Never installed tile before? No sweat. Instead of calling a professional, learn how to do it yourself. Armed with the right tools—and our five easy steps—you'll have a tiled bath in no time.
Tiling a bathroom floor, shower, or wall can reward with durability, low maintenance, and good looks for years—but only if you install the tile properly. If you've never worked with tile before, don't worry. You're in the right place. All tile installation is similar, no matter the desired design or size. You'll use an adhesive to hold the tile to the surface, and grout creates a water-tight surface and fills the spaces between the tile. We've broken the tile installation process down into five easy-to-follow steps to help your bath look better in no time.
Get started by using measuring tape and a chalk line to organize the space you plan to tile. Use those dimensions to select the tile, then lay out the design and add any accents before attaching to the wall. This way you will know how many cuts to make.
As you're learning how to tile a bathroom, it's essential to realize that you'll have to cut tile, either to create diagonal patterns or finish ends. Use a manual scoring cutter or a motorized wet saw equipped with a diamond-tip blade (either can be rented from a home improvement center). Cut the tiles you'll need to finish your pattern.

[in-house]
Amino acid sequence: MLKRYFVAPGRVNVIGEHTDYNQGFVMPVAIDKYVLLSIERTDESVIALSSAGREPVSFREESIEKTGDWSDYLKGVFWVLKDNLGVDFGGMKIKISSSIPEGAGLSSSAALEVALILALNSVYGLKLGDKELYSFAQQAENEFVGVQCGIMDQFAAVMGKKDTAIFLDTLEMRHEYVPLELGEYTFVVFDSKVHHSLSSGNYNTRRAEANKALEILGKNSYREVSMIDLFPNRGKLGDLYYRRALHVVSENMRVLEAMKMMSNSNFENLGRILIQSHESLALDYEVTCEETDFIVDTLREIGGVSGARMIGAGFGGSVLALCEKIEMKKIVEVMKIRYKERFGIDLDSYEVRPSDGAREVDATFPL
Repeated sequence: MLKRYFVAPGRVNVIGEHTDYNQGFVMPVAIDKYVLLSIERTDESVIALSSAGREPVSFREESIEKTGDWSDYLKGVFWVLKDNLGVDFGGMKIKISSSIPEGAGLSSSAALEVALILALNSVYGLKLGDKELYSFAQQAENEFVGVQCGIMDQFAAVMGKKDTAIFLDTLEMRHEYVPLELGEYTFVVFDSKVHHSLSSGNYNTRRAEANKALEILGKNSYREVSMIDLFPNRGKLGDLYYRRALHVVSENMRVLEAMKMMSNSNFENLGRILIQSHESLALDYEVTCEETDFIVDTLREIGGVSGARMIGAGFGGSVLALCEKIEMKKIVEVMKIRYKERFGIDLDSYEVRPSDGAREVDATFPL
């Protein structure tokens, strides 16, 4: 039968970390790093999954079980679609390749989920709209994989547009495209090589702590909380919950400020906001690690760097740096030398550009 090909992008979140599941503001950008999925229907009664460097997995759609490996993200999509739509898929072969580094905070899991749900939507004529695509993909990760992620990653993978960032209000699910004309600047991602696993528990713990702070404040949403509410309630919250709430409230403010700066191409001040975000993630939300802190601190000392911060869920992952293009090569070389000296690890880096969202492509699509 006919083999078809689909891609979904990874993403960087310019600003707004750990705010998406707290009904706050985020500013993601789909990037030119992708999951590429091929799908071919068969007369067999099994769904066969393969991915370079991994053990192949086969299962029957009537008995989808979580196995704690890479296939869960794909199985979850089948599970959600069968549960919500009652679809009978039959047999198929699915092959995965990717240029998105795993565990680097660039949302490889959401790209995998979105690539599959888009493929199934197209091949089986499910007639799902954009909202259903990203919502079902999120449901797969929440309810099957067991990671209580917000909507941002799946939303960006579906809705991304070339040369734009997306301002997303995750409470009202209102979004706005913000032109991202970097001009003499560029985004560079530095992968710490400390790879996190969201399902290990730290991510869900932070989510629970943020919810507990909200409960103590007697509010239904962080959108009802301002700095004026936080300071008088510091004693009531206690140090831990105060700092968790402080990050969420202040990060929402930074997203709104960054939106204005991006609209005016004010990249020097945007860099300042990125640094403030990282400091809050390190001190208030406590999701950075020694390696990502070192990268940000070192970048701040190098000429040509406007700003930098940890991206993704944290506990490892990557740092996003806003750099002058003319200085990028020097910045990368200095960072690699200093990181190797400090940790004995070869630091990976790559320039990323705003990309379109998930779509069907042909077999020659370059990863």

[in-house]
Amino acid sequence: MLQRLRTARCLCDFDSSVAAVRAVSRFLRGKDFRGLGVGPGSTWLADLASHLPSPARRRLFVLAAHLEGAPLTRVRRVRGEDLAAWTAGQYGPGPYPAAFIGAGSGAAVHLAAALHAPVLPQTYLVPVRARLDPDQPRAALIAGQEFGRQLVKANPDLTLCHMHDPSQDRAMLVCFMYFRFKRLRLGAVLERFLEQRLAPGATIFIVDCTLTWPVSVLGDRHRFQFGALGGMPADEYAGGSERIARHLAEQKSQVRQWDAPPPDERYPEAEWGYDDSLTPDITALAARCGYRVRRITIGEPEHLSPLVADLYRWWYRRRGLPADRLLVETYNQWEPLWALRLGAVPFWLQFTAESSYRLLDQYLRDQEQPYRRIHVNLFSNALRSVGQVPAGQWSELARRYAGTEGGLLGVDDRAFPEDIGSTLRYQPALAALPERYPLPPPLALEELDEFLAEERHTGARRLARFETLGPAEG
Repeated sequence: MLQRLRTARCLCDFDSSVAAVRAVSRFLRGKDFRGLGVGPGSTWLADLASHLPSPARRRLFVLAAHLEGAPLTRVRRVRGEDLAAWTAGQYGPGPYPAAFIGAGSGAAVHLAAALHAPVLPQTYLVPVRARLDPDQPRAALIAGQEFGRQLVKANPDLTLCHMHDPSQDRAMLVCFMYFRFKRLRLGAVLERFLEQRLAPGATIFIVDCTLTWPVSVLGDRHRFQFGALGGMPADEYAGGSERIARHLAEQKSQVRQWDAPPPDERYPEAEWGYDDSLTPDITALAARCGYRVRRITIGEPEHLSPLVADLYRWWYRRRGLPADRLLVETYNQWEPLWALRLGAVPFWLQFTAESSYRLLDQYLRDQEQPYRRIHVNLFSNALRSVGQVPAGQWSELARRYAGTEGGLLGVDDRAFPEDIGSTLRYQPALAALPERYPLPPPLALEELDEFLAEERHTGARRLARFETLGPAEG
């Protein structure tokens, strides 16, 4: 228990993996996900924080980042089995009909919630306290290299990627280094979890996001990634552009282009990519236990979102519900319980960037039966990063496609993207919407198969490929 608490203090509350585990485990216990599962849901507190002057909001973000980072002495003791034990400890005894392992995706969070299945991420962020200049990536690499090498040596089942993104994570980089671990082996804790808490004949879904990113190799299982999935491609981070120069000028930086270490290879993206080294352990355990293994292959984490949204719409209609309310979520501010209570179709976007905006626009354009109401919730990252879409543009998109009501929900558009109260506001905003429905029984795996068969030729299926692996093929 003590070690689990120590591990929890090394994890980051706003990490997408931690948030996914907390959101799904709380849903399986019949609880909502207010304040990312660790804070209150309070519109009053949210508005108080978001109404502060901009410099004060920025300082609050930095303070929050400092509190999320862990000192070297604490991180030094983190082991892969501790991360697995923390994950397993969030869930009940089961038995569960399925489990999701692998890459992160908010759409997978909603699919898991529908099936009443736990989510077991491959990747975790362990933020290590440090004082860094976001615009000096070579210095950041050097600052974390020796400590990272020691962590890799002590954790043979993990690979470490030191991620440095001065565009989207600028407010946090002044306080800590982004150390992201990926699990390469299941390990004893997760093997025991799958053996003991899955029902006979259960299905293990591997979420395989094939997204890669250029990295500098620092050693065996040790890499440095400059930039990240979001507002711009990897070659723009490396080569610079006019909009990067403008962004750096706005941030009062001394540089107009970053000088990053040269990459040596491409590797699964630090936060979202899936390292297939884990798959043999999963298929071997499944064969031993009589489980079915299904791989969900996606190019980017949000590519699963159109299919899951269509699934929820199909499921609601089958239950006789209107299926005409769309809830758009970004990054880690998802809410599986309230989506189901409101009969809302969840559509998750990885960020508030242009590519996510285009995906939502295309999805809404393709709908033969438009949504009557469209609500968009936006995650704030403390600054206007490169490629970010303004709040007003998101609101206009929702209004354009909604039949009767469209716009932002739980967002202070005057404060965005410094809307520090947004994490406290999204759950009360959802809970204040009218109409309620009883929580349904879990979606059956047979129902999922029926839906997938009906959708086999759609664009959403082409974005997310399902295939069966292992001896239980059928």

First, glue the ceramic tile to the surface. There are several types of glue available, including thin-set mortar adhesive. Apply the adhesive to small areas and run the notched side of the trowel along the surface at a 45-degree angle in long, horizontal strokes. Lay the tile and place removable plastic spacers between each joint for even spacing. Apply from the bottom up for a wall or the outermost corner forward for a floor. Press tiles into the adhesive with a slight twist to ensure proper bonding. Then move to the next section and repeat.
After adhesive has properly dried and set, remove the plastic spacers and fill the joints with grout using a rubber tile float held at a 45-degree angle. Grout is either cement-base or epoxy, so choose what works best for your bath and budget. Epoxy grout is highly water- and stain-resistant and requires no sealer, but is typically more expensive. Nonsanded cement-base grout is typically used for joints smaller than 1/8 inch; for larger joints, sanded cement-base grout is the choice. Allow the grout to set for a few minutes, then remove excess (but not too much grout between the joints) with a clean sponge and a bucket of water.
Most cement-base grouts are enhanced with a protective sealer to increase water-resistance. Once the grout has dried, apply grout sealant to help prevent stains.